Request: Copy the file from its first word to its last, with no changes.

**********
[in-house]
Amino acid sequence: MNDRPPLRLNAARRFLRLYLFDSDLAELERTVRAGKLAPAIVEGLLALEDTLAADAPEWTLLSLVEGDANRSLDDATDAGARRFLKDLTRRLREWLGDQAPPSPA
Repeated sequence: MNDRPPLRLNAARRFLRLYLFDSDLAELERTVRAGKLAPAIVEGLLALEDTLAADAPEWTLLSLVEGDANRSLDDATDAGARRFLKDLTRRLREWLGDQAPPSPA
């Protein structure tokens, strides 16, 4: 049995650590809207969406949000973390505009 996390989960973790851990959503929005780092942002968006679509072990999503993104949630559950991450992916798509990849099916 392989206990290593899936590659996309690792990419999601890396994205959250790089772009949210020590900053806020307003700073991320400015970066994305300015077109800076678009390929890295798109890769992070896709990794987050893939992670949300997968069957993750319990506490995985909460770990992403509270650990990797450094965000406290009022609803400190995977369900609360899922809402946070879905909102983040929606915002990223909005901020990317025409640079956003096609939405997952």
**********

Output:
[in-house]
Amino acid sequence: MNDRPPLRLNAARRFLRLYLFDSDLAELERTVRAGKLAPAIVEGLLALEDTLAADAPEWTLLSLVEGDANRSLDDATDAGARRFLKDLTRRLREWLGDQAPPSPA
Repeated sequence: MNDRPPLRLNAARRFLRLYLFDSDLAELERTVRAGKLAPAIVEGLLALEDTLAADAPEWTLLSLVEGDANRSLDDATDAGARRFLKDLTRRLREWLGDQAPPSPA
């Protein structure tokens, strides 16, 4: 049995650590809207969406949000973390505009 996390989960973790851990959503929005780092942002968006679509072990999503993104949630559950991450992916798509990849099916 392989206990290593899936590659996309690792990419999601890396994205959250790089772009949210020590900053806020307003700073991320400015970066994305300015077109800076678009390929890295798109890769992070896709990794987050893939992670949300997968069957993750319990506490995985909460770990992403509270650990990797450094965000406290009022609803400190995977369900609360899922809402946070879905909102983040929606915002990223909005901020990317025409640079956003096609939405997952």